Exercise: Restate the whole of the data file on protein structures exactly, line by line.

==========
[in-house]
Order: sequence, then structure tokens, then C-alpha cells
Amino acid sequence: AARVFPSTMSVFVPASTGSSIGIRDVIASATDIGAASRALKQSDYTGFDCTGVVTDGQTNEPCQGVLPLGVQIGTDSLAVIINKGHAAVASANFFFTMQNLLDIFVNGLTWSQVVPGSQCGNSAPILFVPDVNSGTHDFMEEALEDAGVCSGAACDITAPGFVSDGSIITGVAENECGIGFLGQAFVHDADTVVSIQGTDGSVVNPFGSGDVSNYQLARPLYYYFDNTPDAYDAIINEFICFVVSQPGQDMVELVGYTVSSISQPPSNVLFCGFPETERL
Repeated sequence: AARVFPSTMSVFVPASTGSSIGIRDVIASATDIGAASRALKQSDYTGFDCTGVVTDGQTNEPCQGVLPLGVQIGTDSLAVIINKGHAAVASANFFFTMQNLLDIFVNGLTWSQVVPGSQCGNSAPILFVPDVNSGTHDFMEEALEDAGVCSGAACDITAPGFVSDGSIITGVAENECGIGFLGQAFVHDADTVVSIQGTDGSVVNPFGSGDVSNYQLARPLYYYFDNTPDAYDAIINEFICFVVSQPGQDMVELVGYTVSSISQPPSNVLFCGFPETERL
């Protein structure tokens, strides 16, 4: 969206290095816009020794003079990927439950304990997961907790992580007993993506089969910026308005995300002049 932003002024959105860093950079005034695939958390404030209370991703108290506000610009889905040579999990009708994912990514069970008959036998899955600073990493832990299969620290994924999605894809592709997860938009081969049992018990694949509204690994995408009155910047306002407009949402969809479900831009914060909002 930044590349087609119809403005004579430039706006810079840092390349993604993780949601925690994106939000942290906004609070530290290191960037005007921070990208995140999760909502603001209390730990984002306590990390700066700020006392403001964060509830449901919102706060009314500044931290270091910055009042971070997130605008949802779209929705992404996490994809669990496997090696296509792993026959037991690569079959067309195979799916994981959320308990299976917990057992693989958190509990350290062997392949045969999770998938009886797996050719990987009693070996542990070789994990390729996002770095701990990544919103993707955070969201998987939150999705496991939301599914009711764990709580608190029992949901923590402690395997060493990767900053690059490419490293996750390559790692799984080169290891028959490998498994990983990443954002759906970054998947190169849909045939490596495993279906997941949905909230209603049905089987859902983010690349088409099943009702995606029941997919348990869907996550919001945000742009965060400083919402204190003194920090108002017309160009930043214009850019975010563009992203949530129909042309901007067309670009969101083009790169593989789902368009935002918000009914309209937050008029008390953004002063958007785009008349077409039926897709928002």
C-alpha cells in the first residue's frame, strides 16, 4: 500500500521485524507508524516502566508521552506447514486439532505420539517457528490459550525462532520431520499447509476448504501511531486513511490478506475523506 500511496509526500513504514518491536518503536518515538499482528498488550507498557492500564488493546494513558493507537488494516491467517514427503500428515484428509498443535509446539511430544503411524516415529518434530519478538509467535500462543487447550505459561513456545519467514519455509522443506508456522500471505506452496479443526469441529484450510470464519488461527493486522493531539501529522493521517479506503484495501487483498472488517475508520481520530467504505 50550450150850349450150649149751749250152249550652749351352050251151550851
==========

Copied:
[in-house]
Order: sequence, then structure tokens, then C-alpha cells
Amino acid sequence: AARVFPSTMSVFVPASTGSSIGIRDVIASATDIGAASRALKQSDYTGFDCTGVVTDGQTNEPCQGVLPLGVQIGTDSLAVIINKGHAAVASANFFFTMQNLLDIFVNGLTWSQVVPGSQCGNSAPILFVPDVNSGTHDFMEEALEDAGVCSGAACDITAPGFVSDGSIITGVAENECGIGFLGQAFVHDADTVVSIQGTDGSVVNPFGSGDVSNYQLARPLYYYFDNTPDAYDAIINEFICFVVSQPGQDMVELVGYTVSSISQPPSNVLFCGFPETERL
Repeated sequence: AARVFPSTMSVFVPASTGSSIGIRDVIASATDIGAASRALKQSDYTGFDCTGVVTDGQTNEPCQGVLPLGVQIGTDSLAVIINKGHAAVASANFFFTMQNLLDIFVNGLTWSQVVPGSQCGNSAPILFVPDVNSGTHDFMEEALEDAGVCSGAACDITAPGFVSDGSIITGVAENECGIGFLGQAFVHDADTVVSIQGTDGSVVNPFGSGDVSNYQLARPLYYYFDNTPDAYDAIINEFICFVVSQPGQDMVELVGYTVSSISQPPSNVLFCGFPETERL
């Protein structure tokens, strides 16, 4: 969206290095816009020794003079990927439950304990997961907790992580007993993506089969910026308005995300002049 932003002024959105860093950079005034695939958390404030209370991703108290506000610009889905040579999990009708994912990514069970008959036998899955600073990493832990299969620290994924999605894809592709997860938009081969049992018990694949509204690994995408009155910047306002407009949402969809479900831009914060909002 930044590349087609119809403005004579430039706006810079840092390349993604993780949601925690994106939000942290906004609070530290290191960037005007921070990208995140999760909502603001209390730990984002306590990390700066700020006392403001964060509830449901919102706060009314500044931290270091910055009042971070997130605008949802779209929705992404996490994809669990496997090696296509792993026959037991690569079959067309195979799916994981959320308990299976917990057992693989958190509990350290062997392949045969999770998938009886797996050719990987009693070996542990070789994990390729996002770095701990990544919103993707955070969201998987939150999705496991939301599914009711764990709580608190029992949901923590402690395997060493990767900053690059490419490293996750390559790692799984080169290891028959490998498994990983990443954002759906970054998947190169849909045939490596495993279906997941949905909230209603049905089987859902983010690349088409099943009702995606029941997919348990869907996550919001945000742009965060400083919402204190003194920090108002017309160009930043214009850019975010563009992203949530129909042309901007067309670009969101083009790169593989789902368009935002918000009914309209937050008029008390953004002063958007785009008349077409039926897709928002």
C-alpha cells in the first residue's frame, strides 16, 4: 500500500521485524507508524516502566508521552506447514486439532505420539517457528490459550525462532520431520499447509476448504501511531486513511490478506475523506 500511496509526500513504514518491536518503536518515538499482528498488550507498557492500564488493546494513558493507537488494516491467517514427503500428515484428509498443535509446539511430544503411524516415529518434530519478538509467535500462543487447550505459561513456545519467514519455509522443506508456522500471505506452496479443526469441529484450510470464519488461527493486522493531539501529522493521517479506503484495501487483498472488517475508520481520530467504505 50550450150850349450150649149751749250152249550652749351352050251151550851